Phosphodiesterase inhibitors (PDEI) are a broad category of drugs that act to prevent the hydrolysis of cyclic 3,5 adenosine monophosphate (cAMP) and 3,5 guanosine monophosphate (cGMP) by phosphodiesterases. Phosphodiesterases (PDEs) are a heterogeneous group of at least 11 isoenzymes, with over 50 isoforms, present in a wide variety of tissues, and their actions are important in regulating intracellular levels of cAMP and cGMP, both important components of intracellular second messenger systems. Inhibition of phosphodiesterases will lead to an increase in intracellular cyclic nucleotides and amplify their actions in various organ beds. The main clinical interest of anesthesiologists resides with the direct effects of PDEIs in cardiac and vascular tissue mediated by the PDEI type III (3) isoenzyme. Other PDEIs have clinical applications in treating primary pulmonary hypertension, persistent pulmonary hypertension of the newborn, and erectile dysfunction (PDEI type 5); this will be discussed briefly at the conclusion of this chapter. PDEI, primarily type 4, may also prove to be of benefit in treating inflammatory (eg, reactive airway disease) and some neoplastic disease states (where cAMP levels have found to be reduced).
Hydrolysis of cAMP is caused by the action of PDE, yielding a monophosphate and a free hydroxyl moiety. Clinically, relevant drugs that inhibit PDE and thus improve contractility are the biguanides, amrinone and milrinone, and the imidazoline-derived enoximone (which is not available in the United States). For all intents, milrinone has supplanted amrinone in clinical practice in the United States.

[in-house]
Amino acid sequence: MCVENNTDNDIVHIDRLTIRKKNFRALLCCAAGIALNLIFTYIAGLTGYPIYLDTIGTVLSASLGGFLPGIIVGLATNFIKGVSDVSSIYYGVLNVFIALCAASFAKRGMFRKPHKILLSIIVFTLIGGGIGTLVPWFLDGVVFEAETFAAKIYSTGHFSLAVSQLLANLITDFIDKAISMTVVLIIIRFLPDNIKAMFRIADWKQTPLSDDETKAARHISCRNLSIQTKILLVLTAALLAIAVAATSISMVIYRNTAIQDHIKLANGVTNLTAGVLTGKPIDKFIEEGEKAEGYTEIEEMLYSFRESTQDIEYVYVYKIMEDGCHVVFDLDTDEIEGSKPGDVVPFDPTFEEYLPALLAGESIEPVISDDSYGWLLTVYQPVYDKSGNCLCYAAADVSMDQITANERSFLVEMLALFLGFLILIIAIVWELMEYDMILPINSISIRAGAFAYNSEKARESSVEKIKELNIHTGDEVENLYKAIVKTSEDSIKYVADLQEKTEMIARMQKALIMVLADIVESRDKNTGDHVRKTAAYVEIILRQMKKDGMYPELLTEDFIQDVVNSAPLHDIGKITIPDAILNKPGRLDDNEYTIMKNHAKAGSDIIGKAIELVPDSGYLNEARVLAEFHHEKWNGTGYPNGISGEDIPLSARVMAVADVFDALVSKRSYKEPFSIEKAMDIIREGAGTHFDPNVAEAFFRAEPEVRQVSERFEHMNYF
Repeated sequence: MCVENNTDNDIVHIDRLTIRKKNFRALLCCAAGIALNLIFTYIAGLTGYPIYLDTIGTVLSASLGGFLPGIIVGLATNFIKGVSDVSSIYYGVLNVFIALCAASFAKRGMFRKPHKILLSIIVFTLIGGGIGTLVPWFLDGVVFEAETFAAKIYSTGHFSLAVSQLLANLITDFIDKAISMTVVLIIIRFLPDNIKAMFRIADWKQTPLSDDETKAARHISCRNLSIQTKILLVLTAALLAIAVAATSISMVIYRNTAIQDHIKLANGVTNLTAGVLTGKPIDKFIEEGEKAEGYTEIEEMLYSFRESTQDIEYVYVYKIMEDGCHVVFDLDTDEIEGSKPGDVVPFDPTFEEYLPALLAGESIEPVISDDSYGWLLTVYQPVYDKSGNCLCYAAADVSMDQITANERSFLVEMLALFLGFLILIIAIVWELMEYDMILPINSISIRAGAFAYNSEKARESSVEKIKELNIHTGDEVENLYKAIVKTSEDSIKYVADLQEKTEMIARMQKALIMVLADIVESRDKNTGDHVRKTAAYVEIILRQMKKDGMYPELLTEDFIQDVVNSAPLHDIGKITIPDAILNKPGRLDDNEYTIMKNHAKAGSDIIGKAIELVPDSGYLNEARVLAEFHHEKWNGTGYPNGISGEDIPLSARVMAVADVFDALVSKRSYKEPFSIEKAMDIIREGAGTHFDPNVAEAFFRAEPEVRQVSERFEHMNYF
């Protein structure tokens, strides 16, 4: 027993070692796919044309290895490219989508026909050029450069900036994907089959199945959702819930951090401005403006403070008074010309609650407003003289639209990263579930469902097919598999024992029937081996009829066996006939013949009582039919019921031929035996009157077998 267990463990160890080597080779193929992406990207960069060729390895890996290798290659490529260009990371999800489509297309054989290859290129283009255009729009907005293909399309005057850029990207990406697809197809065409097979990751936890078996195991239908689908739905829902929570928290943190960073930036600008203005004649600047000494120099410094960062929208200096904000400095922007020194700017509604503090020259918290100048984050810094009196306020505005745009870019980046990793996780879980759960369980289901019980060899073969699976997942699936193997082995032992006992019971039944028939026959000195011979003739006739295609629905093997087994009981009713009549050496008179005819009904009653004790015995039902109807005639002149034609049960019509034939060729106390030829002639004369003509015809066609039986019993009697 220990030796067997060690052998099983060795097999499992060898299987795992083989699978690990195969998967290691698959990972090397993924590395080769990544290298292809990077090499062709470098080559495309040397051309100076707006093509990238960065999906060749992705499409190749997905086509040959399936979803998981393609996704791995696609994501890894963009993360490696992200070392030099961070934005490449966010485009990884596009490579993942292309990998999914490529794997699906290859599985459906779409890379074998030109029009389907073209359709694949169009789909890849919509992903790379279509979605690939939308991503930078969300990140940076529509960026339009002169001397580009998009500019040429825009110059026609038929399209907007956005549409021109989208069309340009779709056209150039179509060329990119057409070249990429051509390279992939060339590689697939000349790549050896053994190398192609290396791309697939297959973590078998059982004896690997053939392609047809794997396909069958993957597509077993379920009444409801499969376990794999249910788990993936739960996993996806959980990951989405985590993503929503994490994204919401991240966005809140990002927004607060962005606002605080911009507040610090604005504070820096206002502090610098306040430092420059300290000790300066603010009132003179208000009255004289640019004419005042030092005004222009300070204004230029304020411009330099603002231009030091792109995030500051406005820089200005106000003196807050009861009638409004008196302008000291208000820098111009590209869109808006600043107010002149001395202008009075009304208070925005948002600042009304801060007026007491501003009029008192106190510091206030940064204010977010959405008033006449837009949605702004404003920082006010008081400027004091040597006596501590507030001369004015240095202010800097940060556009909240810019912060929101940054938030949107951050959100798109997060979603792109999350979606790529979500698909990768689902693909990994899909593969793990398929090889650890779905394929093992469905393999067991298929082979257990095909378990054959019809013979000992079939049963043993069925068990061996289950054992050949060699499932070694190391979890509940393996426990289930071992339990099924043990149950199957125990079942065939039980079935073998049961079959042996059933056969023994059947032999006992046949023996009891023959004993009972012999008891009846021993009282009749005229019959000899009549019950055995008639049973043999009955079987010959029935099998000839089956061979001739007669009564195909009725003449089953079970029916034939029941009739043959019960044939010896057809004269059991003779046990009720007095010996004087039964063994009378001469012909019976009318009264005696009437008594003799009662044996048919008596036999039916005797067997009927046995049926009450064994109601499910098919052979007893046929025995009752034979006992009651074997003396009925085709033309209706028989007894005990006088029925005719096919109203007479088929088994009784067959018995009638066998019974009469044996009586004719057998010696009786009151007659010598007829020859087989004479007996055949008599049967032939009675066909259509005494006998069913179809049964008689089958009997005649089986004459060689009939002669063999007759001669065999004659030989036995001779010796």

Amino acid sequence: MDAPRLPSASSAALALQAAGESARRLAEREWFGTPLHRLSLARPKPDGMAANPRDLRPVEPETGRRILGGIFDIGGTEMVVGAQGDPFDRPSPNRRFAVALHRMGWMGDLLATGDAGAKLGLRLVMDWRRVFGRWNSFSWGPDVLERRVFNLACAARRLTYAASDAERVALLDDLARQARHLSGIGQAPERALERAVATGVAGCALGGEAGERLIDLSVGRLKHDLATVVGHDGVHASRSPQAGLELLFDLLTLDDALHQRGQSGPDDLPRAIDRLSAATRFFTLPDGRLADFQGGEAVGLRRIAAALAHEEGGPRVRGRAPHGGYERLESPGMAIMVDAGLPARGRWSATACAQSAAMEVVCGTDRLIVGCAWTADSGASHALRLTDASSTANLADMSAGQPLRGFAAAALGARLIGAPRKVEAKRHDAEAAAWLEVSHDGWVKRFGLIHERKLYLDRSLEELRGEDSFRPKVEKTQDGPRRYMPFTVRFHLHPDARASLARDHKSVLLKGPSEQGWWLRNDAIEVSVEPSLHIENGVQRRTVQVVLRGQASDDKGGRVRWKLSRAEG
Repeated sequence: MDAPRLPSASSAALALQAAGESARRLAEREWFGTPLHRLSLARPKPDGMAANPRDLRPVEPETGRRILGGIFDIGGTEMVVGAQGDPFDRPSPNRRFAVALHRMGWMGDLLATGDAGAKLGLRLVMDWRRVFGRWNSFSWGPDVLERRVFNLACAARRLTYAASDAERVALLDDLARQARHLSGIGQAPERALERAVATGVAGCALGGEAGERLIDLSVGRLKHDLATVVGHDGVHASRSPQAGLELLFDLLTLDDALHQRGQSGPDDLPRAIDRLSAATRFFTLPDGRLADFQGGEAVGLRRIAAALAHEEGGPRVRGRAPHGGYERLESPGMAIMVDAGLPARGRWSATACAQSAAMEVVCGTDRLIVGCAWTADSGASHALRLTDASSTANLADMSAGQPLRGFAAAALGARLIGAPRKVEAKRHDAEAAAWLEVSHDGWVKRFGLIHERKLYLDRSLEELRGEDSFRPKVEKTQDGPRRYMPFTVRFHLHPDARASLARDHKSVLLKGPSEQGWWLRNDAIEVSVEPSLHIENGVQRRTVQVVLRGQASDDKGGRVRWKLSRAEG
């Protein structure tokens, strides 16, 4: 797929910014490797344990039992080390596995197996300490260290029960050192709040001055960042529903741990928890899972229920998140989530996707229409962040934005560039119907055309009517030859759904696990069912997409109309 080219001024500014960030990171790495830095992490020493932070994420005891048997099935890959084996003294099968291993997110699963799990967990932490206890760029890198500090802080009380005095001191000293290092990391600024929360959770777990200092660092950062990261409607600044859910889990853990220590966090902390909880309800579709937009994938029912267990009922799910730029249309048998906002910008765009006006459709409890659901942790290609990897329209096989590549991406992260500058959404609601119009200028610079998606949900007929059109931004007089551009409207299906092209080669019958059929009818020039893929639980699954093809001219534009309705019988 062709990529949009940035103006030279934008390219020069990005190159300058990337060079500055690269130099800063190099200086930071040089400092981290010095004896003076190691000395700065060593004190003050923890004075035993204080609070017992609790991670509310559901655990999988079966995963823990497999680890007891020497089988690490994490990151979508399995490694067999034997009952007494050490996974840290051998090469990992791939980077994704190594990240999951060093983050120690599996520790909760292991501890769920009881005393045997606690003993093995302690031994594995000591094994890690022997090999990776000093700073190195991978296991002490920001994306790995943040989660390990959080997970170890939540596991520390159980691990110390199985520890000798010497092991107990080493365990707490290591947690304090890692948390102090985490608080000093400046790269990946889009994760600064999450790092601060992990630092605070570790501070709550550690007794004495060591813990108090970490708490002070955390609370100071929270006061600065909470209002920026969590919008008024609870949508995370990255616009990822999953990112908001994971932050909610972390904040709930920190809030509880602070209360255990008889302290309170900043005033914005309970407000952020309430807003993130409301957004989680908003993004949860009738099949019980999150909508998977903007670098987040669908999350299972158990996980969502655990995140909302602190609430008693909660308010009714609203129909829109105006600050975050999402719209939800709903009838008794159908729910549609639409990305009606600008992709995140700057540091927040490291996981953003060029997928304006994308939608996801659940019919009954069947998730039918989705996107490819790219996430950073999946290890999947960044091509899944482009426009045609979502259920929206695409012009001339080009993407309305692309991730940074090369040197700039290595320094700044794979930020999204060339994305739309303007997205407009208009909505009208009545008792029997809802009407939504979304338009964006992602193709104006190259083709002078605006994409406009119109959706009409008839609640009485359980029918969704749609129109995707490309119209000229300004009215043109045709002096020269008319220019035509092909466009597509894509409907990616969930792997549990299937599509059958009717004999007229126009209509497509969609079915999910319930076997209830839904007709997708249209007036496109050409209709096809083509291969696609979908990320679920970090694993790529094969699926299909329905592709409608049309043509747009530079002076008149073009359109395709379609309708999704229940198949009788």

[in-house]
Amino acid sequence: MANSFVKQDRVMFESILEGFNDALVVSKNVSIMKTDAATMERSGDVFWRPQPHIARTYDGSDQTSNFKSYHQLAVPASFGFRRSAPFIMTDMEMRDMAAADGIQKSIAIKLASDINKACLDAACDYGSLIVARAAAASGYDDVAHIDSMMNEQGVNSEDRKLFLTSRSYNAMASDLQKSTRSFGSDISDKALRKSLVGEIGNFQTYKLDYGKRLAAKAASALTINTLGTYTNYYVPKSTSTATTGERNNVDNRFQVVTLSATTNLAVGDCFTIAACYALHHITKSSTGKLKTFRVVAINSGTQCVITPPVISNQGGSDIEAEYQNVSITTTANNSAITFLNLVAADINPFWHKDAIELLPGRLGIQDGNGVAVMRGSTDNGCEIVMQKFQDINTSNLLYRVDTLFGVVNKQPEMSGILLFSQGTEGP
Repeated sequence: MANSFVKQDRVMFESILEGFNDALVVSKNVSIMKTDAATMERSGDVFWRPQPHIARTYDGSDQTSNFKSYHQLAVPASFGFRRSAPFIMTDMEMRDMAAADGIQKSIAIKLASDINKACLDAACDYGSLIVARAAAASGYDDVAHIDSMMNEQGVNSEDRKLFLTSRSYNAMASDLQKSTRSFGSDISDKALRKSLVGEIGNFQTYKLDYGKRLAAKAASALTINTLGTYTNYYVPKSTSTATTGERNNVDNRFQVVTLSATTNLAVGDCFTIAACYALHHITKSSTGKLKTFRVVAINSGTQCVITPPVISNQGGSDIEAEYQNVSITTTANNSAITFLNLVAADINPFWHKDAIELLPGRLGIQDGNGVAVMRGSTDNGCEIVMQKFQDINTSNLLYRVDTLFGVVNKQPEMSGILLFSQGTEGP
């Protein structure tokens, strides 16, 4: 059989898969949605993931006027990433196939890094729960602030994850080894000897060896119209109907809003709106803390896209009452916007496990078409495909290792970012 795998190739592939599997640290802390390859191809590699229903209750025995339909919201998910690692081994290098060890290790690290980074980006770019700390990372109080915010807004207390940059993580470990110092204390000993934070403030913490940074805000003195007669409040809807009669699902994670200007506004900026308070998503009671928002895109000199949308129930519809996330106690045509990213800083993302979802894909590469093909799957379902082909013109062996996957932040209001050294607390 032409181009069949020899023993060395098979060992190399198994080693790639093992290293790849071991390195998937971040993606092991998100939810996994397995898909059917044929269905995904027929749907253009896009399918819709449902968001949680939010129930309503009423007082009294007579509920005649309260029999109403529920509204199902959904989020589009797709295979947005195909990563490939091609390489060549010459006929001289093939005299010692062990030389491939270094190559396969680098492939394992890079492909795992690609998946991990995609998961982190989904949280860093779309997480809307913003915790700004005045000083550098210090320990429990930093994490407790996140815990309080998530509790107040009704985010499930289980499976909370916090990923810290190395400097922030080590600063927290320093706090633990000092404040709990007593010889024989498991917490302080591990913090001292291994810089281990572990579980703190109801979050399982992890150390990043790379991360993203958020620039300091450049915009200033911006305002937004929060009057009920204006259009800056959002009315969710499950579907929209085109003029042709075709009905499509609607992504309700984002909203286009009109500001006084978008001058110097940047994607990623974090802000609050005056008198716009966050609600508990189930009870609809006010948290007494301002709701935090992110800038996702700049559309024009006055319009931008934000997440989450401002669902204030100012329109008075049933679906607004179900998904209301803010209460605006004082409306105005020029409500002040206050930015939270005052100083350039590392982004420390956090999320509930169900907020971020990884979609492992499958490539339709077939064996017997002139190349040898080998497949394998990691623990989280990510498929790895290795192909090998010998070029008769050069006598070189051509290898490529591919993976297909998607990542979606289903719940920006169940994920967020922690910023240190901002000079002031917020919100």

Figure 165-1 illustrates the mechanism of myocardial contraction at the myocyte and how PDEI type 3 promotes contractility. Inhibiting the action of PDE will lead to amplification of the adrenergic-initiated generation of cAMP from the G protein-linked adenylyl cyclase, and thus increase intracellular Ca2+ and the force of contraction. Activation of protein kinase A (PKA) by cAMP will not only cause release of Ca2+ through L-type calcium channels, but also through its ability to phosphorylate regulatory proteins involved with contraction, phospholamban, and calmodulin. These, in turn, will promote the release of Ca2+ from the sarcoplasmic reticulum, independent of L-type calcium channel Ca2+ release, and this is felt to be a more important feature of PDEI action than via catecholamine-mediated stimulation of L-type channels.
Schematic drawing of myocyte showing mechanism of action for contraction and the effects of PDEI type 3 inhibitors like milrinone. Adrenergic receptor activation by norepinephrine and epinephrine will lead to generation of cAMP via G protein (GP)-linked adenylyl cyclase, which will in turn activate PKA and lead to both stimulation of the L-type Ca2+ channel (Ca2+ influx) and phosphorylation of contractile proteins to enhance contractility. Milrinone will prevent the breakdown of cAMP by PDE and thus amplify cAMP-mediated inotropic activity.
PDEI type 3 also exert their action on vascular smooth muscle. Activation of beta-2 adrenergic receptors will also produce a rise in intracellular cAMP via G protein complex-mediated adenylyl cyclase activity and subsequent activation of PKA. However, in contradistinction to cardiac cells, activation of PKA in smooth muscle will result in a reduction in intracellular Ca2+ by activating calcium channel pumps to sequester calcium out of the cell, thus promoting relaxation and vasodilation. PDEI type 3 has affinity for arterial and venous smooth muscles, in addition to cardiac muscle; PDEI type 5 drugs such as sildenafil are active on corpus cavernosum-specific PDE type 5 isozymes, leading also to vascular relaxation and penile erection.